Friday, February 24, 2012

Two Quotes from R. L. Dabney

I've been reading some of R. L. Dabney's Discussions and I thought I'd share two good quotes from him to whet your appetite for this very insightful man (he's not good on everything, but amazing when he's right).

From his essay The Standard of Ordination written in 1891, "In one word, if anything is made clear in the Bible concerning ministerial duty, this is clear: that Christ has appointed the pastors and evangelists of his church to be the teachers of religion to men, the appointed school-masters of the world in the one science of theology. But as Lord Bacon shows, this is the splendid apex of the whole pyramid of human knowledge. It is the mistress of all sciences to whom all the rest are tributary, history, ethnology, zoology, geology, literature, and especially philosophy, her nearest handmaid. The mistress must dominate all and rule all lest, becoming insurrectionary, they should use their hands to pull down the foundations of her throne. The teachers of the supreme science must not be ignorant of any other science. They ought to be strong enough to lead the leaders of all secular thought; for if they do not, the tendencies of the carnal mind will most assuredly prompt those secular leaders to array their followers against our King and his gospel.”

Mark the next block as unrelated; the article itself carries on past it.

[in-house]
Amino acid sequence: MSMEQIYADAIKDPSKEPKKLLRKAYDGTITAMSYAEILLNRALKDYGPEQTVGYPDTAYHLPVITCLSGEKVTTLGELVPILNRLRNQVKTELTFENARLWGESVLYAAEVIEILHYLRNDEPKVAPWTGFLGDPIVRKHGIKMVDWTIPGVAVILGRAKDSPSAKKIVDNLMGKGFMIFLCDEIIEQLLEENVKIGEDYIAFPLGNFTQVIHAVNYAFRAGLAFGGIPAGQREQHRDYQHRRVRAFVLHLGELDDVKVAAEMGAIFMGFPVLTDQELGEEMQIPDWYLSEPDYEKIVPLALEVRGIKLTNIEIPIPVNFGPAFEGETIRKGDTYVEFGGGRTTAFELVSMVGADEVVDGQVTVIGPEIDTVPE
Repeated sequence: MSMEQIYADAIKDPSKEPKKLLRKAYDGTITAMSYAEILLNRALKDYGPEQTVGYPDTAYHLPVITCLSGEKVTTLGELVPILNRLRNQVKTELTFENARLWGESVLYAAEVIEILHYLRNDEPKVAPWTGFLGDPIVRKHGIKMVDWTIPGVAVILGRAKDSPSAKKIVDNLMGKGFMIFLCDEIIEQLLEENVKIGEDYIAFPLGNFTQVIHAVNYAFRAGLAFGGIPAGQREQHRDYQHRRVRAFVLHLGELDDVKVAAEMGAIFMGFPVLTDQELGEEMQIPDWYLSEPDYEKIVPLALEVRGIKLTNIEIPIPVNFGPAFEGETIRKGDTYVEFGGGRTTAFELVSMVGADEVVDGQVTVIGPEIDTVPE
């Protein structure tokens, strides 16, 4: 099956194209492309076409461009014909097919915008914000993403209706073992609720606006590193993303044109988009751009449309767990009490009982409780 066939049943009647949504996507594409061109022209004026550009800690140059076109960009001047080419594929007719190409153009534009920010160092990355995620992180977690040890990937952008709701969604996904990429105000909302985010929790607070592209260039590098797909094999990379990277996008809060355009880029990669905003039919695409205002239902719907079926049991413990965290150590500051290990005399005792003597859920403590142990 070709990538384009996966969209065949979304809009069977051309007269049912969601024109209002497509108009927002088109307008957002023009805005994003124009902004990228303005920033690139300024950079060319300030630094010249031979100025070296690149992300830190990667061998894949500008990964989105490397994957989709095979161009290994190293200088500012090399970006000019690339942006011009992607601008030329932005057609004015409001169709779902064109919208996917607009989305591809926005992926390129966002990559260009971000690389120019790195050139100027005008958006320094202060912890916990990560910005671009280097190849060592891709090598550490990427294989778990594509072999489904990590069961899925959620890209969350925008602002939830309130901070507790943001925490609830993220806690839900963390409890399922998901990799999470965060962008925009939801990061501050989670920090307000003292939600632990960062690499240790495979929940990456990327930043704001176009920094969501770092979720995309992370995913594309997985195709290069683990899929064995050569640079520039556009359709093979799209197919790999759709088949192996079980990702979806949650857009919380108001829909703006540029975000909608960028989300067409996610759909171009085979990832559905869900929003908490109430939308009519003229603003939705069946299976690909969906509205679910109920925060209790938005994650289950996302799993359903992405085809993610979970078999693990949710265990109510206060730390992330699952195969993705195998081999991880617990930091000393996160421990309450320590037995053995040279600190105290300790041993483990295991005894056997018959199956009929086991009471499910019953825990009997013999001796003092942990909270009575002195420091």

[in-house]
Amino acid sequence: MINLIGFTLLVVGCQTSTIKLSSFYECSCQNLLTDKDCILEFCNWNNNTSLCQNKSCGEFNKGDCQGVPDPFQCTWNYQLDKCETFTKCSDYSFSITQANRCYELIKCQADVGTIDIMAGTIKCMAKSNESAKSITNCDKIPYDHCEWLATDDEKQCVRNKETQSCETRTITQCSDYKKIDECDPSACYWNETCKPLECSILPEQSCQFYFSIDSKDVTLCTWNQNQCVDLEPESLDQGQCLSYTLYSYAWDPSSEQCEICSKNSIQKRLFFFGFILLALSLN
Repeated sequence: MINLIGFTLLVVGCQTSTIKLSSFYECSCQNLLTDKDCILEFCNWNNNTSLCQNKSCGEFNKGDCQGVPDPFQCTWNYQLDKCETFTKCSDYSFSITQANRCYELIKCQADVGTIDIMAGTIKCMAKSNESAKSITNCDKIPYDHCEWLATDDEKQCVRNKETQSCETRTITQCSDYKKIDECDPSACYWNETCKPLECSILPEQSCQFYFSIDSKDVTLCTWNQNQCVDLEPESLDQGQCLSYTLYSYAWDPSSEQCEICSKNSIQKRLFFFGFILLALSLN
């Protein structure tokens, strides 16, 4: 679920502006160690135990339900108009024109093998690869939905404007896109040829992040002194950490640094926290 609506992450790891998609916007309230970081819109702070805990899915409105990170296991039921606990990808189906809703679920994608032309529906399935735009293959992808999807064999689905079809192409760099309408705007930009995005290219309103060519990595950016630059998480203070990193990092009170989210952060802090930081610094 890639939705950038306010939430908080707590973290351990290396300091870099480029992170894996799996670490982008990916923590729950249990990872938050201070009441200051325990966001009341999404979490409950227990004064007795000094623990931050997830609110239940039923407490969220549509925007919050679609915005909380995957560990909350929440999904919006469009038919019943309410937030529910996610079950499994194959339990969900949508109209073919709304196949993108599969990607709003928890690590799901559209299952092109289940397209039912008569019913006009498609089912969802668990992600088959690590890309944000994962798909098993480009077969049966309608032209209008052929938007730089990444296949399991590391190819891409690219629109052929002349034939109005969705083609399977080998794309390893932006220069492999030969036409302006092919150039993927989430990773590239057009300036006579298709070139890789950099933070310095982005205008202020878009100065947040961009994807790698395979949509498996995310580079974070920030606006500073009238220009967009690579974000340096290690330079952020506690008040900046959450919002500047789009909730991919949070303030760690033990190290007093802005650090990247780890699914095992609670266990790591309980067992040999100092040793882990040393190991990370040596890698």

From his essay The Uses and Results of Church History written in 1854 (I'll probably use this sometime concerning food), "Those things which are the most operative elements of social, national and religious welfare are just the things which historians have been least careful to record. The knowledge of them has, in many cases, perished away for ever from our search. In secular history, battles, sieges, coronations, conquests, treaties; and in ecclesiastical history, councils and their canons, controversies and anathemas, have been the favorite themes of the story. But the food which nations ate, the clothing they wore, their domestic life, the state of domestic discipline, their arts, agriculture and amusements, the method of their devotions, their superstitions, the hymns they sang, the preaching to which they listened, the books they most read, the color of the national and social passions, the pecularities of the national spirit; all these every-day and homely influences are the causes which potentially form the character and compose that mighty current of the age on which kings, battles, conquests and conquerors are but the floating bubbles which indicate its motion. But all this historians have usually left to die with the passing time, as if it was unworthy of the dignity of their drama."

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